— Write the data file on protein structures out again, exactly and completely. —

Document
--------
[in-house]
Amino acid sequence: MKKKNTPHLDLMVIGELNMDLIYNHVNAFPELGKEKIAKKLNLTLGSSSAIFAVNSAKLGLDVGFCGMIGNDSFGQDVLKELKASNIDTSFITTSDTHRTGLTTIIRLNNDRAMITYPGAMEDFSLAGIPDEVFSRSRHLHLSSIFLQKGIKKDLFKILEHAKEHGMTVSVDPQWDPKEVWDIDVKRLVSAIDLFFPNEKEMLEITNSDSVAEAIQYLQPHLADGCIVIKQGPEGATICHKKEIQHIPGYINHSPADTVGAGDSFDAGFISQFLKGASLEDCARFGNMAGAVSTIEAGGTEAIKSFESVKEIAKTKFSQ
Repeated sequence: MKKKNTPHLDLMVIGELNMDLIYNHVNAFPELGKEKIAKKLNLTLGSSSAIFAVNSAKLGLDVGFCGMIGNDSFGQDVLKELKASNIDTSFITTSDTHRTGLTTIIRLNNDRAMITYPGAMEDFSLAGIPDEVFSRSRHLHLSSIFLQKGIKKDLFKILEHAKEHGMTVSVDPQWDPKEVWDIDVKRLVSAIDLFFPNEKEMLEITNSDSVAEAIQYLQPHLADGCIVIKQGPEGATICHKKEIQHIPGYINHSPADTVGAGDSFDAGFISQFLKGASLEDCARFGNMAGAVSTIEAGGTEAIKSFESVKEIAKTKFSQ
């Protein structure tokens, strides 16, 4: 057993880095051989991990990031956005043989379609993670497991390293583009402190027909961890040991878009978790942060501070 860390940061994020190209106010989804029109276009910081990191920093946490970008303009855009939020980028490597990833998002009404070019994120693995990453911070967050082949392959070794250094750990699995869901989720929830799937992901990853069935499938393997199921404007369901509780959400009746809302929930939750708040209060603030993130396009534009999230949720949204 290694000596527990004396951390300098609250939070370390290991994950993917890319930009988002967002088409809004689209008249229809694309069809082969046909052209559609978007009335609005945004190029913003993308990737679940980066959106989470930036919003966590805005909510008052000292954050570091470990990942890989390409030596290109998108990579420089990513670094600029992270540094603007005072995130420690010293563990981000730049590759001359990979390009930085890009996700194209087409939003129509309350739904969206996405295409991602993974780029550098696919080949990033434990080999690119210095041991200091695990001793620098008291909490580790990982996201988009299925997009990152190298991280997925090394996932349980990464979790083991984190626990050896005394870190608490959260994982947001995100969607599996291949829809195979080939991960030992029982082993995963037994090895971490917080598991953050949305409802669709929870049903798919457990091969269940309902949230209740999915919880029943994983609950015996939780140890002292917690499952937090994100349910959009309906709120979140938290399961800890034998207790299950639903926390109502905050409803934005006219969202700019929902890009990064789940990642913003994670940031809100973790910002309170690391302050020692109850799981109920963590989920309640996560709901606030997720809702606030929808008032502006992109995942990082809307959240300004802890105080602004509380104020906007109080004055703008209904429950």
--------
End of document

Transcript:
[in-house]
Amino acid sequence: MKKKNTPHLDLMVIGELNMDLIYNHVNAFPELGKEKIAKKLNLTLGSSSAIFAVNSAKLGLDVGFCGMIGNDSFGQDVLKELKASNIDTSFITTSDTHRTGLTTIIRLNNDRAMITYPGAMEDFSLAGIPDEVFSRSRHLHLSSIFLQKGIKKDLFKILEHAKEHGMTVSVDPQWDPKEVWDIDVKRLVSAIDLFFPNEKEMLEITNSDSVAEAIQYLQPHLADGCIVIKQGPEGATICHKKEIQHIPGYINHSPADTVGAGDSFDAGFISQFLKGASLEDCARFGNMAGAVSTIEAGGTEAIKSFESVKEIAKTKFSQ
Repeated sequence: MKKKNTPHLDLMVIGELNMDLIYNHVNAFPELGKEKIAKKLNLTLGSSSAIFAVNSAKLGLDVGFCGMIGNDSFGQDVLKELKASNIDTSFITTSDTHRTGLTTIIRLNNDRAMITYPGAMEDFSLAGIPDEVFSRSRHLHLSSIFLQKGIKKDLFKILEHAKEHGMTVSVDPQWDPKEVWDIDVKRLVSAIDLFFPNEKEMLEITNSDSVAEAIQYLQPHLADGCIVIKQGPEGATICHKKEIQHIPGYINHSPADTVGAGDSFDAGFISQFLKGASLEDCARFGNMAGAVSTIEAGGTEAIKSFESVKEIAKTKFSQ
């Protein structure tokens, strides 16, 4: 057993880095051989991990990031956005043989379609993670497991390293583009402190027909961890040991878009978790942060501070 860390940061994020190209106010989804029109276009910081990191920093946490970008303009855009939020980028490597990833998002009404070019994120693995990453911070967050082949392959070794250094750990699995869901989720929830799937992901990853069935499938393997199921404007369901509780959400009746809302929930939750708040209060603030993130396009534009999230949720949204 290694000596527990004396951390300098609250939070370390290991994950993917890319930009988002967002088409809004689209008249229809694309069809082969046909052209559609978007009335609005945004190029913003993308990737679940980066959106989470930036919003966590805005909510008052000292954050570091470990990942890989390409030596290109998108990579420089990513670094600029992270540094603007005072995130420690010293563990981000730049590759001359990979390009930085890009996700194209087409939003129509309350739904969206996405295409991602993974780029550098696919080949990033434990080999690119210095041991200091695990001793620098008291909490580790990982996201988009299925997009990152190298991280997925090394996932349980990464979790083991984190626990050896005394870190608490959260994982947001995100969607599996291949829809195979080939991960030992029982082993995963037994090895971490917080598991953050949305409802669709929870049903798919457990091969269940309902949230209740999915919880029943994983609950015996939780140890002292917690499952937090994100349910959009309906709120979140938290399961800890034998207790299950639903926390109502905050409803934005006219969202700019929902890009990064789940990642913003994670940031809100973790910002309170690391302050020692109850799981109920963590989920309640996560709901606030997720809702606030929808008032502006992109995942990082809307959240300004802890105080602004509380104020906007109080004055703008209904429950």